Coiled-coil domain containing protein 120

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Identifiers
Aliases
External IDsGeneCards: [1]
Orthologs
SpeciesHumanMouse
Entrez
Ensembl
UniProt
RefSeq (mRNA)

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RefSeq (protein)

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Location (UCSC)n/an/a
PubMed searchn/an/a
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View/Edit Human

Coiled coil domain containing protein 120 (CCDC120), also known as JM11 protein, is a protein that, in humans, is encoded by the CCDC120 gene.[1] The function of CCDC120 has not been formally identified but structural components, conservation, and interactions can be identified computationally.

Gene

The CCDC120 gene is located on human chromosome X, at Xp11.23.[2] There are six different transcript variants of CCDC120 produced by alternative splicing.[3]

Patterns

The mRNA transcript of CCDC120 contains a 120bp repeat near the 3' end.[4]

File:CCDC120 Dot Matrix.png
120bp repeat is visible on the graph.

Homology

Paralogs

CCDC120 has 3 identifiable paralogs in humans, FERM Domain Containing 4A, FERM domain Containing 4B, and C1orf106.[5]

Orthologs

The orthologous space of CCDC120 can be traced back as far as fish such as Danio rerio, Oryzias latipes, and Dicentrarchus labrax.[5]

Protein

The CCDC120 protein has four different isoforms, ranging from 618 to 696 amino acids in length.[6] Isoform 1 is the longest isoform and is encoded by transcript 1 of the CCDC120 gene.[7]

Interactions

Usher Syndrome 1C Binding Protein 1, CYTH2, MDFI, Centrosomal Protein 170kDa Pseudogene 1, and Keratin 15 have all been shown experimentally to interact with CCDC120 [8] Other interactions have been identified by coexpression and datamining and can be seen in the figure.

File:CCDC120 STRING8 Interaction Network.png
Shows the protein interactions for CCDC120 with experimental evidence indicated by a pink line, coexpression by dark green lines, and textmining by light green lines. This image was generated using the STRING 9.05 application. (http://string-db.org/)

Post-translational modification

Algorithms suggest a number of sites of Serine phosphorylation as well as a few sites of Threonine and Tyrosine phosphorylation. Many of these sites are conserved in Gorilla gorilla gorilla, Mus musculus, and Danio rerio. There is one potential N-Glycosylation site identified.[9]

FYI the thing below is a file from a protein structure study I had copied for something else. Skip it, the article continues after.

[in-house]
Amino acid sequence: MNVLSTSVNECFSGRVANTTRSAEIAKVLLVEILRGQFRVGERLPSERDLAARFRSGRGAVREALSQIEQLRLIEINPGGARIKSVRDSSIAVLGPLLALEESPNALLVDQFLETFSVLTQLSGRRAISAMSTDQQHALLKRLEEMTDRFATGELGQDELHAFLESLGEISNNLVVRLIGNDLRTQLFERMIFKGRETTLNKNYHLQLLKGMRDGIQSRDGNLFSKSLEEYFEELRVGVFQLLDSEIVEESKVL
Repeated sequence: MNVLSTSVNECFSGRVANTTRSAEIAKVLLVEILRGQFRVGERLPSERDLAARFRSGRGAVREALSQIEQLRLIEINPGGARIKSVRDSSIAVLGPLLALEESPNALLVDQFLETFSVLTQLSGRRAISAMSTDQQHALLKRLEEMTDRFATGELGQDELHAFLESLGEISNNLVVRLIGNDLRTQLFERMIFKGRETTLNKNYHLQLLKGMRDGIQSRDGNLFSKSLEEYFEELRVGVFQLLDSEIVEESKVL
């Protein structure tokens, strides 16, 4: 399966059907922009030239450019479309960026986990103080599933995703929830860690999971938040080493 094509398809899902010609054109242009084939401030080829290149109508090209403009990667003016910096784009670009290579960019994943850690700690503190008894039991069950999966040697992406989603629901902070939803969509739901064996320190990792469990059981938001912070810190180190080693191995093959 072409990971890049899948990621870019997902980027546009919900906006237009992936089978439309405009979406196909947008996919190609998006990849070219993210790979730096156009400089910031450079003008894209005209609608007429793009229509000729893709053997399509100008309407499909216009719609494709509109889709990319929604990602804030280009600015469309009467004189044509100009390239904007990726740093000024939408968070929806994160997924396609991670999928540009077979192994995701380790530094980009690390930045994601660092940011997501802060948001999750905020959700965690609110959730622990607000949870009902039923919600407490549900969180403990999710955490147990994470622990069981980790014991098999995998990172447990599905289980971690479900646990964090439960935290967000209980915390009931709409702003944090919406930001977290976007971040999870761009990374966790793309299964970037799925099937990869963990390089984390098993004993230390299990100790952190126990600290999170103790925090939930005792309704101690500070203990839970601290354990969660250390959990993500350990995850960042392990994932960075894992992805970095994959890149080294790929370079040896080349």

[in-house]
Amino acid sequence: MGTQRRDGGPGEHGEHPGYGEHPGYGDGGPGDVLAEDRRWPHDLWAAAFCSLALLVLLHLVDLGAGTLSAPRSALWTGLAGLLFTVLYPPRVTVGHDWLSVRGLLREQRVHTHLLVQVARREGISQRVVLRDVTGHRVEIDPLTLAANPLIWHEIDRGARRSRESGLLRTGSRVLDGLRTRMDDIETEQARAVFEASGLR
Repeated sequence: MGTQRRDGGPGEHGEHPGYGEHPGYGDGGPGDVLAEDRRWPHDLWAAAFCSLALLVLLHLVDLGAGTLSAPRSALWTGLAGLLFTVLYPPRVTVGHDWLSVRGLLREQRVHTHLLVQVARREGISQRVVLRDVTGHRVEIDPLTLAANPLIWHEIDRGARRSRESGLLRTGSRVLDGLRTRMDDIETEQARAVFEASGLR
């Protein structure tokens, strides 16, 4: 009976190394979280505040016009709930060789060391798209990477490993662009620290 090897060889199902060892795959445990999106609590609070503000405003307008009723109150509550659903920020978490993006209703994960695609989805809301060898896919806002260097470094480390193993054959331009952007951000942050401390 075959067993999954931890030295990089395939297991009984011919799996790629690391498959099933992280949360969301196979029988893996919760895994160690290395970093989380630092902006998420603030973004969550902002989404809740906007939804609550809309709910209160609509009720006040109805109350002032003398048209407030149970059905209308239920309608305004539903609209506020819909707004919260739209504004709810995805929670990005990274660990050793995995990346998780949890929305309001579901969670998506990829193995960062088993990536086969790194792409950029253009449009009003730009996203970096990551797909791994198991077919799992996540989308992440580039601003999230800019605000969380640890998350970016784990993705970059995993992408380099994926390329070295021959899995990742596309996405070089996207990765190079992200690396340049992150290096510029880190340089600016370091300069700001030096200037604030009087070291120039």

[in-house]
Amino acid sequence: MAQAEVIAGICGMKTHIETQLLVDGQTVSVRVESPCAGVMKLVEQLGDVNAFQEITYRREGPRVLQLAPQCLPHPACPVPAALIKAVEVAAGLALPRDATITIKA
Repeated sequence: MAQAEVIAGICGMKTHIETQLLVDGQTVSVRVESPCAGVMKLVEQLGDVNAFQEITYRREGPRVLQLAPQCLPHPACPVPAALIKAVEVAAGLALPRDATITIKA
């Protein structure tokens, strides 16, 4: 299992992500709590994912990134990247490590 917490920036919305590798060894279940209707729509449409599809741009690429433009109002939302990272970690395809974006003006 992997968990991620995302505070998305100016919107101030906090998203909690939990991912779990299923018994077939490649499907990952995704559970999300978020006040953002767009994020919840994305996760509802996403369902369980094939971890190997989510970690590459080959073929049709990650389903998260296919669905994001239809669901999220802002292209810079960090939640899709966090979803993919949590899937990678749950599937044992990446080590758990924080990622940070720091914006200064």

Structure

The protein structure of CCDC120 is predicted to contain, as the name implies, a 65 amino acid coiled coil from positions 109-173.[10] Multiple algorithms identify 3 distinct sites where alpha-helical structures could form which are conserved in Gorilla gorilla gorilla and Danio rerio. Algorithms do not agree on any location for a beta sheet structure.[11]

Expression

Promoter

Algorithms suggest that CCDC120 has a promoter of 601bp,[12] this promoter contains a number of possible transcription factor sites as shown in the figure.

File:CCDC120 Promoter Transcription Factors.png
The nucleotide sequence of the 601 bp promoter for CCDC120 is shown with key transcription factors that are well-identified by algorithms labeled. (http://www.genomatix.de/)

References in Scientific Literature

CCDC120 was found to be upregulated under pulsed electromagnetic fields in human osteoblastlike cells.[13] CCDC120 has a 7 base deletion in a Metastatic Olfactory Neuroblastoma.[14] CCDC120 is downregulated after neonatal hypoxic-ischemic brain injury in rats.[15]

References

  1. "Entrez Gene: CCDC120 coiled-coil domain containing 120 (Homo sapiens)".
  2. "Gene Cards: coiled-coil domain containing 120".
  3. "NCBI Nucleotide Search: CCDC120 Homo sapiens".
  4. "Dotlet".
  5. 5.0 5.1 "BLAST". NCBI.
  6. "NCBI Protein Search". NCBI. Retrieved 9 May 2013.
  7. "NCBI Protein: coiled-coil domain-containing protein 120 isoform 1 (Homo sapiens)".
  8. "STRING Interaction Analysis". STRING. Retrieved 10 May 2013.
  9. "ExPasy Proteomics: Post-Translational Modification". ExPasy. Retrieved 11 May 2013.
  10. "Q96HB5 (CC120_HUMAN)". Uniprot. Retrieved 9 May 2013.
  11. "PELE". SDSC Biology Workbench. Retrieved 11 May 2013.
  12. "Genomatix Promoter Tools". Genomatix. Retrieved 10 May 2013.
  13. Sollazzo V, Palmieri A, Pezzetti F, Massari L, Carinci F (August 2010). "Effects of pulsed electromagnetic fields on human osteoblastlike cells (MG-63): a pilot study". Clin. Orthop. Relat. Res. 468 (8): 2260–77. doi:10.1007/s11999-010-1341-5. PMC 2895828. PMID 20387020.
  14. Weiss GJ, Liang WS, Izatt T, Arora S, Cherni I, Raju RN, Hostetter G, Kurdoglu A, Christoforides A, Sinari S, Baker AS, Metpally R, Tembe WD, Phillips L, Von Hoff DD, Craig DW, Carpten JD (2012). "Paired tumor and normal whole genome sequencing of metastatic olfactory neuroblastoma". PLoS ONE. 7 (5): e37029. doi:10.1371/journal.pone.0037029. PMC 3359355. PMID 22649506.
  15. Kojima T, Ueda Y, Sato A, Sameshima H, Ikenoue T (February 2013). "Comprehensive gene expression analysis of cerebral cortices from mature rats after neonatal hypoxic-ischemic brain injury". J. Mol. Neurosci. 49 (2): 320–7. doi:10.1007/s12031-012-9830-5. PMID 22700374.

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